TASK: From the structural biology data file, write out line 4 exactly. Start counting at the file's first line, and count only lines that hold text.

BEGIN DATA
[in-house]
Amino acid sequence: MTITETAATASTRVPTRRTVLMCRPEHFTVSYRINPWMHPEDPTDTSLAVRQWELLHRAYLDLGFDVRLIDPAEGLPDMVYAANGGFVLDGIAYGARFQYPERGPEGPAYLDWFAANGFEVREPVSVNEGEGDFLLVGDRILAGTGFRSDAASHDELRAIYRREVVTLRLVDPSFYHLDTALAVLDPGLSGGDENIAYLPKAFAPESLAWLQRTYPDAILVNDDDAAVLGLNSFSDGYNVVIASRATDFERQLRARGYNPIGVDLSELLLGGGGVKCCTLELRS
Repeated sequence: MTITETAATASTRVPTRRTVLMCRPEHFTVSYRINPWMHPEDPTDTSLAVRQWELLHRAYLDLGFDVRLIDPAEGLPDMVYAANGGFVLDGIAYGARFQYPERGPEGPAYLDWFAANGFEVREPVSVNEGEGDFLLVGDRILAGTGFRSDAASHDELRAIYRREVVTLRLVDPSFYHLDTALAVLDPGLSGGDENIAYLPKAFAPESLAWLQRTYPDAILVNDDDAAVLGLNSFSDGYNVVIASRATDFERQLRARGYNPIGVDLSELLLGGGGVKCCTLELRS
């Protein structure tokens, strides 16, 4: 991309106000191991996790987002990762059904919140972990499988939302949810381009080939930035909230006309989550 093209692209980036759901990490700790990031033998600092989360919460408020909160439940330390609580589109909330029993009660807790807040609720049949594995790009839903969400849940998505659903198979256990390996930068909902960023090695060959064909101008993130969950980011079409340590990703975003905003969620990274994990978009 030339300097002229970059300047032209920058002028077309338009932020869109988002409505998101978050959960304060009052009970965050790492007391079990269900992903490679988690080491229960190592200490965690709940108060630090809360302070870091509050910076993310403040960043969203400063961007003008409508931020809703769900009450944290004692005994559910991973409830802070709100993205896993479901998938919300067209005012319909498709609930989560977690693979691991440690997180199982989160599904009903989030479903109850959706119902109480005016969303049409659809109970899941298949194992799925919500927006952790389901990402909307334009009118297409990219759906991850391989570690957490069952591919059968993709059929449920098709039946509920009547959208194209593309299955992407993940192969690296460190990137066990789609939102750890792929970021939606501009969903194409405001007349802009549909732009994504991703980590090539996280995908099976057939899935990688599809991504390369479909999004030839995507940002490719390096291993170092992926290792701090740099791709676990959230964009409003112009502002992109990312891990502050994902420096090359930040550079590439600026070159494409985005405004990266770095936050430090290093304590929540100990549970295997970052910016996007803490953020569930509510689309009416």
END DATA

């Protein structure tokens, strides 16, 4: 991309106000191991996790987002990762059904919140972990499988939302949810381009080939930035909230006309989550 093209692209980036759901990490700790990031033998600092989360919460408020909160439940330390609580589109909330029993009660807790807040609720049949594995790009839903969400849940998505659903198979256990390996930068909902960023090695060959064909101008993130969950980011079409340590990703975003905003969620990274994990978009 030339300097002229970059300047032209920058002028077309338009932020869109988002409505998101978050959960304060009052009970965050790492007391079990269900992903490679988690080491229960190592200490965690709940108060630090809360302070870091509050910076993310403040960043969203400063961007003008409508931020809703769900009450944290004692005994559910991973409830802070709100993205896993479901998938919300067209005012319909498709609930989560977690693979691991440690997180199982989160599904009903989030479903109850959706119902109480005016969303049409659809109970899941298949194992799925919500927006952790389901990402909307334009009118297409990219759906991850391989570690957490069952591919059968993709059929449920098709039946509920009547959208194209593309299955992407993940192969690296460190990137066990789609939102750890792929970021939606501009969903194409405001007349802009549909732009994504991703980590090539996280995908099976057939899935990688599809991504390369479909999004030839995507940002490719390096291993170092992926290792701090740099791709676990959230964009409003112009502002992109990312891990502050994902420096090359930040550079590439600026070159494409985005405004990266770095936050430090290093304590929540100990549970295997970052910016996007803490953020569930509510689309009416």